FIG. 12 is a side view of the napkin wrapping machine assembly with a cutaway view showing the general relationship of the components of the assembly.

FIG. 13 is a top plan view showing the relationship of the rear seam sealer bar, the second tail folder mechanism, the napkin package support bars, and the side cams of the support carriage.

FIG. 14 is a rear elevational view showing the rear seam sealer bar and the second tail folder mechanism.

FIG. 15 is an elevational view of the upper carriage of the sealing station showing the cranks and cam tracks that support and guide the movement of the upper carriage and the first tail folder.

FIG. 16 is a view from line 16--16 of FIG. 8.

FIG. 17 is a rear elevational view of the rear seam sealer mechanism for an alternative embodiment of the present invention.

FIG. 18 is a side elevational view of the vari-drive mechanism used to move the lower support carriage to which the bottom or second tail folder and the rear seam sealer are mounted for an alternative embodiment of the present invention.

FIG. 19 is a partially cutaway side elevational view, from line 19--19 of FIG. 20, of the lower support carriage to which the bottom or second tail folder and the rear seam sealer are mounted for an alternative embodiment of the present invention.

FIG. 20 is a top plan view of the lower support carriage for an alternative embodiment of the present invention.

FIG. 20a is a side elevational view of the lower flap folder retract mechanism.

FIG. 21 is a side elevation view of one of the upper cams for controlling the movement of the first tail folder for an alternative embodiment of the present invention.

FIG. 22 is an external elevational plan view of a portion of the drive mechanism for the first tail folder assembly for an alternative embodiment of the present invention.

FIG. 23 is a top plan view of the first tail folder assembly for an alternative embodiment of the present invention showing an air tube for blowing out the wrinkles on the first tail of poly film as it is folded.

FIG. 24 is an elevational plan view of the first tail folder assembly for an alternative embodiment of the present invention showing an air tube for blowing out the wrinkles on the first tail of poly film as it is folded.

FIG. 25 is a top plan view of the rear sealer bar back up assembly and actuating mechanism for an alternative embodiment of the present invention.

FIG. 26 is an end view of the rear sealer bar back up assembly and actuating mechanism for an alternative embodiment of the present invention.

FIG. 27 is a schematic expression of the motion of the varidrive imparted to the crank arms, in a given cycle of movement, showing the distance and movement of the crank arms for every 10° of travel.

DETAILED DESCRIPTION

Although the disclosure hereof is detailed and exact to enable those skilled in the art to practice the invention, the physical embodiments herein disclosed merely exemplify the invention which may be embodied in other specific structure. While the preferred embodiment has been described, the details may be changed without departing from the invention which is defined by the claims.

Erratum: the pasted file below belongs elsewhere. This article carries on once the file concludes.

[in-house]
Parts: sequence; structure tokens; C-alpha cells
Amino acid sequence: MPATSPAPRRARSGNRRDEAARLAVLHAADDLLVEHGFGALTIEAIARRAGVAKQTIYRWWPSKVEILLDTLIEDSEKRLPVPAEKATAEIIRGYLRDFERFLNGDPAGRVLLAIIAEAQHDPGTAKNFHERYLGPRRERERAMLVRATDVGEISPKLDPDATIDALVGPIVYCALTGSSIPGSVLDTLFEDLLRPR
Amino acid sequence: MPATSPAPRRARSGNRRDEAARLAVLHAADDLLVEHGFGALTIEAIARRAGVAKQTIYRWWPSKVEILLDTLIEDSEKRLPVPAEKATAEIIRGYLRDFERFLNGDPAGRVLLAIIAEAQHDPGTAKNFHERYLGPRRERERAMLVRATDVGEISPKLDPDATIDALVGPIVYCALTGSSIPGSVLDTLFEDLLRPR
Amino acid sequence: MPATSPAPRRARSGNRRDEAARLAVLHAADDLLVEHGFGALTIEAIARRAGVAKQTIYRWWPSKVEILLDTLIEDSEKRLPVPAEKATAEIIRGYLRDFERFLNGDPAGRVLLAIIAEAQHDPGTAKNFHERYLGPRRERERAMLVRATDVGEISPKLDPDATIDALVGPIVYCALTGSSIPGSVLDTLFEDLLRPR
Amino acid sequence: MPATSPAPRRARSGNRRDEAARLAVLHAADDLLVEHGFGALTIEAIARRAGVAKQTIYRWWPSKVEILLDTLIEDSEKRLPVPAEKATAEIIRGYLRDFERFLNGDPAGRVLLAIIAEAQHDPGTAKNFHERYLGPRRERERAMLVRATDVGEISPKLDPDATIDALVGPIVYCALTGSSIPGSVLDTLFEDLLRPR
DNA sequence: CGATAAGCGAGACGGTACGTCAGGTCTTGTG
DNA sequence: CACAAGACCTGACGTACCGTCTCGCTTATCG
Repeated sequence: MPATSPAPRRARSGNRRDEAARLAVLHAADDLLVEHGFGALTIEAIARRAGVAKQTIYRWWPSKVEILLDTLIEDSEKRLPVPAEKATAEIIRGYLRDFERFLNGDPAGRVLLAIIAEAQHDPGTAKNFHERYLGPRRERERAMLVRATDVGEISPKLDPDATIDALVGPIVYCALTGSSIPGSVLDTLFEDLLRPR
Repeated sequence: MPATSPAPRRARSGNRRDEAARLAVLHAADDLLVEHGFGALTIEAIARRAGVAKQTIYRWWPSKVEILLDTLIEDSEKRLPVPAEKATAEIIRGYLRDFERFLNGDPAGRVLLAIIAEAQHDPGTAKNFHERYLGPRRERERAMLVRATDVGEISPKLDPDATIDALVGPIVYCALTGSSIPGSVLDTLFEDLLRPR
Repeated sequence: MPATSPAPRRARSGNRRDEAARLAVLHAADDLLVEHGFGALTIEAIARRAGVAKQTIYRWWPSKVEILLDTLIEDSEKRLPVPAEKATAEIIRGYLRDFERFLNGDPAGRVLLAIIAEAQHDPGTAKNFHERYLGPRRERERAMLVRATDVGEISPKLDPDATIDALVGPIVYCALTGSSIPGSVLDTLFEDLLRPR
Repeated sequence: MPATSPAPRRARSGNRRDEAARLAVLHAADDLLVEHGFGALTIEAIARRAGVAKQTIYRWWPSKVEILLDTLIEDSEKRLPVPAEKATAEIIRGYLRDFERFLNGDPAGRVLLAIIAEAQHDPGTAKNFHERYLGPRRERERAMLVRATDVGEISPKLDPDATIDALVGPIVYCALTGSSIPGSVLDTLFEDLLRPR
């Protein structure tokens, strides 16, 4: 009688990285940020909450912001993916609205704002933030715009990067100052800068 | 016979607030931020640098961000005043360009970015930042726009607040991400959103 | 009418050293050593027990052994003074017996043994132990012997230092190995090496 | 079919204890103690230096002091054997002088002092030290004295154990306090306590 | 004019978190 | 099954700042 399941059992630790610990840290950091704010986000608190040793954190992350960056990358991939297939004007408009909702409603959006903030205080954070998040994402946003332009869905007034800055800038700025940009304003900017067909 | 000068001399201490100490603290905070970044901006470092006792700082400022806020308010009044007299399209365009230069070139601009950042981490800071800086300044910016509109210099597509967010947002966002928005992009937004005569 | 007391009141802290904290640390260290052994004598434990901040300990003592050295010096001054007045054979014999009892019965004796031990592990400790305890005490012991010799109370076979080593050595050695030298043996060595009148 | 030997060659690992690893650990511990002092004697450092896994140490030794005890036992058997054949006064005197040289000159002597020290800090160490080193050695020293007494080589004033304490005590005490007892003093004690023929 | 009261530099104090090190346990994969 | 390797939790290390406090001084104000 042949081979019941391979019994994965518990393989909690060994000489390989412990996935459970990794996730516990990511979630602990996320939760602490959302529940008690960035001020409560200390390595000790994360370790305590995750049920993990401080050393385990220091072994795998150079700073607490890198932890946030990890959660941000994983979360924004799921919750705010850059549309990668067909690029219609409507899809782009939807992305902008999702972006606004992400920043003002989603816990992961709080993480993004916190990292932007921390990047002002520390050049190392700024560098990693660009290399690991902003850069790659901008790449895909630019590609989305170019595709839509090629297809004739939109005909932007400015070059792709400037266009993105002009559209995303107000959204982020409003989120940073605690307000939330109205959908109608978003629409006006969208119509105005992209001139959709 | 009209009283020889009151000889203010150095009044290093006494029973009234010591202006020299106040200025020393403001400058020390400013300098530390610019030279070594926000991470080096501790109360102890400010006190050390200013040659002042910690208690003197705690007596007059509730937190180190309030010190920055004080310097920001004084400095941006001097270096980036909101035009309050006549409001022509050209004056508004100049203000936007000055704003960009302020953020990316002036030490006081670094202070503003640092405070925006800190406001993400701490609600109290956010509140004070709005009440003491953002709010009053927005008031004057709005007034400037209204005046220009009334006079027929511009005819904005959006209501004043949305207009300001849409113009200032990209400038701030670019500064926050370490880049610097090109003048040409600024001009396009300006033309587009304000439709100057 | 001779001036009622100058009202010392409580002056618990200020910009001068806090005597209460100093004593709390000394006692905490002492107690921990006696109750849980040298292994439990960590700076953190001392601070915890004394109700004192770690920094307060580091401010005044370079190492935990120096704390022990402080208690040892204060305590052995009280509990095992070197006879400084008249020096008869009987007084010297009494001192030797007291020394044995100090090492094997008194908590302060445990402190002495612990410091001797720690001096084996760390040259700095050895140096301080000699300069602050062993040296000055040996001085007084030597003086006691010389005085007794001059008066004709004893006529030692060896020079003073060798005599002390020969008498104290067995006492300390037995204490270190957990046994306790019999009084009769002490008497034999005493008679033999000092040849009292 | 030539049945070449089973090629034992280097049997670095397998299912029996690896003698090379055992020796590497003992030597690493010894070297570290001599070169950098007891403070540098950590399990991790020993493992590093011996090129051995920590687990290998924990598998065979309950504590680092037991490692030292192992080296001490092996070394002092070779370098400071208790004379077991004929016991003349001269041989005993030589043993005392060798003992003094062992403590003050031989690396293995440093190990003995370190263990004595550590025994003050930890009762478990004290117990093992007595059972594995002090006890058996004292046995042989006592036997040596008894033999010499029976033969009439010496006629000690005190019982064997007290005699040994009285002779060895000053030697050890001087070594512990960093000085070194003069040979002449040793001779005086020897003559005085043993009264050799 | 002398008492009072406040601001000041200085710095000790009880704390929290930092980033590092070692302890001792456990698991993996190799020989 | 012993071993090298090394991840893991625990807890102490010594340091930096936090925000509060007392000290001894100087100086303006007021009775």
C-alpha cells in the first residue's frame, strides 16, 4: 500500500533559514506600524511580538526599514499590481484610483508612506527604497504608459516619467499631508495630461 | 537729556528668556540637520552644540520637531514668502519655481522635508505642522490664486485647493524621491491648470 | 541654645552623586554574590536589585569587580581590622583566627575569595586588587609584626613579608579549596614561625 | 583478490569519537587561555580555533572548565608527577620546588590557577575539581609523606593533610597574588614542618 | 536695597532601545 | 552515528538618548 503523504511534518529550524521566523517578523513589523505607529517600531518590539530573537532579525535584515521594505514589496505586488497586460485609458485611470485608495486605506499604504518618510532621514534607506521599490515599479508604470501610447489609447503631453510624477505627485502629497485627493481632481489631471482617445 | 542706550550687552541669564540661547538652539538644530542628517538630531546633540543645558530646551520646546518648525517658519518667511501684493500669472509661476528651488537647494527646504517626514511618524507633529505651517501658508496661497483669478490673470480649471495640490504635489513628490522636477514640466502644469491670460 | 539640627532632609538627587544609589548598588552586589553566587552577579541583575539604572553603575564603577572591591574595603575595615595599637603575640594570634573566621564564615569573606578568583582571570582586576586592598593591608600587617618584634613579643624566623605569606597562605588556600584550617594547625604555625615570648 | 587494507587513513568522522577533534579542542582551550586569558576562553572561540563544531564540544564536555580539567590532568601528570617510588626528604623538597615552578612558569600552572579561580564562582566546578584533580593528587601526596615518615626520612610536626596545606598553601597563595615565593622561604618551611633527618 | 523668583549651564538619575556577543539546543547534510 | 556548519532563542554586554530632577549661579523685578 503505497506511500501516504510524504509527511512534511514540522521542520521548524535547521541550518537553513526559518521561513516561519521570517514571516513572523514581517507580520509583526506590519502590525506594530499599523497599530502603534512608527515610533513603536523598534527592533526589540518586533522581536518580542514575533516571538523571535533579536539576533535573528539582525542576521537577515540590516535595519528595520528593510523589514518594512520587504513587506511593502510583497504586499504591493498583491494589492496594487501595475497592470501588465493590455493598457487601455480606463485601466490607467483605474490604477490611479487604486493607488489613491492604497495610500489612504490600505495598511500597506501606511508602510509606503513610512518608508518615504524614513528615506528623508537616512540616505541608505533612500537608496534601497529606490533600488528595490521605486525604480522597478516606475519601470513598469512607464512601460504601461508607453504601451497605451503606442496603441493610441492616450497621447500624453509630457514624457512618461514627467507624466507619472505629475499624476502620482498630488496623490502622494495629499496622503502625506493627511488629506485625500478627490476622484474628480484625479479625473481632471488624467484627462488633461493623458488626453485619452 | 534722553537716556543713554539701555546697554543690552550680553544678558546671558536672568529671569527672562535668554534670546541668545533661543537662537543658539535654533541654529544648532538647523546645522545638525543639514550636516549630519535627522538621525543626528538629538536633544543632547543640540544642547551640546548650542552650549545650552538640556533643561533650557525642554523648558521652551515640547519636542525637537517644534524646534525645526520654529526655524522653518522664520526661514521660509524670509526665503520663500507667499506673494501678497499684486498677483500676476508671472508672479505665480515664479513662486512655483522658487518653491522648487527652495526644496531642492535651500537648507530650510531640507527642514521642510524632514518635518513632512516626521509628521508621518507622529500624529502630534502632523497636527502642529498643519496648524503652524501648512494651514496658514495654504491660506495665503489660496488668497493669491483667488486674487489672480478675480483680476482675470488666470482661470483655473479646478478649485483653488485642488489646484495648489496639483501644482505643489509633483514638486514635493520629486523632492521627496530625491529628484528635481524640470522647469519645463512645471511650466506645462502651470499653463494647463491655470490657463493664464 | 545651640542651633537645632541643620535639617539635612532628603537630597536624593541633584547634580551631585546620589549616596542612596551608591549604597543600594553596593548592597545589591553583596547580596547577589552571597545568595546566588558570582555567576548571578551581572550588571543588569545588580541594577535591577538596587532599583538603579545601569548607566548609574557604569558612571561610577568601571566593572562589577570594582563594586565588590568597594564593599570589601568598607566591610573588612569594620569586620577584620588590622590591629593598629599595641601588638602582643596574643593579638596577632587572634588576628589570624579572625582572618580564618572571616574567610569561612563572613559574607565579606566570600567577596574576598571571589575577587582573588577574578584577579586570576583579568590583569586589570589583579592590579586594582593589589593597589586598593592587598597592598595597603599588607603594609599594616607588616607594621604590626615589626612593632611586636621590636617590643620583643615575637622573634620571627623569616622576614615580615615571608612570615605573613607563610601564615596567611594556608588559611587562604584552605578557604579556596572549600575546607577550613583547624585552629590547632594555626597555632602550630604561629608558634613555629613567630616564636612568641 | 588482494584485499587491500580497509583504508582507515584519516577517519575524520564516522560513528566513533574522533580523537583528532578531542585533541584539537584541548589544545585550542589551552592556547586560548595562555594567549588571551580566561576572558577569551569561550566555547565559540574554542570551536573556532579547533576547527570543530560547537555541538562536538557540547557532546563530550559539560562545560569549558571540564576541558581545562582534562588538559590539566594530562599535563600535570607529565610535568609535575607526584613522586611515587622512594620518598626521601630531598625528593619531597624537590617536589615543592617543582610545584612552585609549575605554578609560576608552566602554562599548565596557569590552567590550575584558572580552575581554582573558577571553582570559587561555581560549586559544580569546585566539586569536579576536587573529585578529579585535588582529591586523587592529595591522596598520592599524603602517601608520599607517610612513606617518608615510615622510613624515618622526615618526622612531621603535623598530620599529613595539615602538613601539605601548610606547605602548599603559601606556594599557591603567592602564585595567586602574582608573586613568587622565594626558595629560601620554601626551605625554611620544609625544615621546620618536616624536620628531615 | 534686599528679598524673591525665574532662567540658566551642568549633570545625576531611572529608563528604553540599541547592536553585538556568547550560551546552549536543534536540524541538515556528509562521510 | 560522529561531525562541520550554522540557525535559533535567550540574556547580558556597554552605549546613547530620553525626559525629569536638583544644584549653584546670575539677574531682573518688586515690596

Referring to FIGS. 1-3, and 11, the present invention is a napkin wrapping machine 10 for wrapping napkins 12. Napkins 12 come in a variety of sizes and shapes and the present machine 10 is designed to be adjustable to handle all standard varieties of sizes and shapes of napkins 12 and to operate in a high efficiency and low waste manner. However, based upon this disclosure it will be apparent that the machine 10 may also be modified to handle any size of napkin 12 that is nonstandard.

The main feature of the machine 10 is the manner and structure that allows the rear or back seal 13 to be made on the poly film 11 that is used to make the napkin packages. See FIGS. 1-3. The other portions of the machine 10 that feed a stack of napkins 12 into the napkin wrapping machine 10, place the initial piece of poly film wrap 11 over the napkins 12 and tuck in the end folds of the poly film 11 on to the sides of the napkins 12 after the rear seal 13 has been made have all previously either been disclosed in the previously noted patents or are known within the industry. However, the combination of these parts in conjunction with a unique sealing station 20 of the present invention is itself unique. See FIG. 5.

Referring to FIGS. 1 through 4, 11, and 12, it may generally be seen that, once the napkins 12 have been feed into the poly film feeding mechanism 180 from the conveyor mechanism 170, the napkins 12 are conveyed through and out of the seam sealing station 20 by a plurality of conveyor belts 52, 54, and 54a that are located below (belts 52 and 54) and above (belt 54a) the napkins 12.

The rear seam sealing station 20 of the present invention works as follows: Once the poly film wrapper 11 has been placed in the form of a horizontally disposed U of poly film 11 around the napkins 12, the first tail folder 14 folds down the first tail 15 of the poly film wrap 11. After the first tail folder 14 comes down and folds down the first tail 15 of the poly film wrap 11, the support carriage 30 brings up the second tail folder 22, the rear seam sealer bar 24, and the napkin package support bars 26. The second tail folder 22 folds the second tail up over the first tail 15 and then napkin package support bars 26 and rear seam sealer bar 24, located on opposite sides of the napkins 12 are activated so that when the rear seam sealer bar 24 activates the napkin package support bars 26 are brought into final position against the front side of the napkins 12. See FIGS. 2,3, and 5.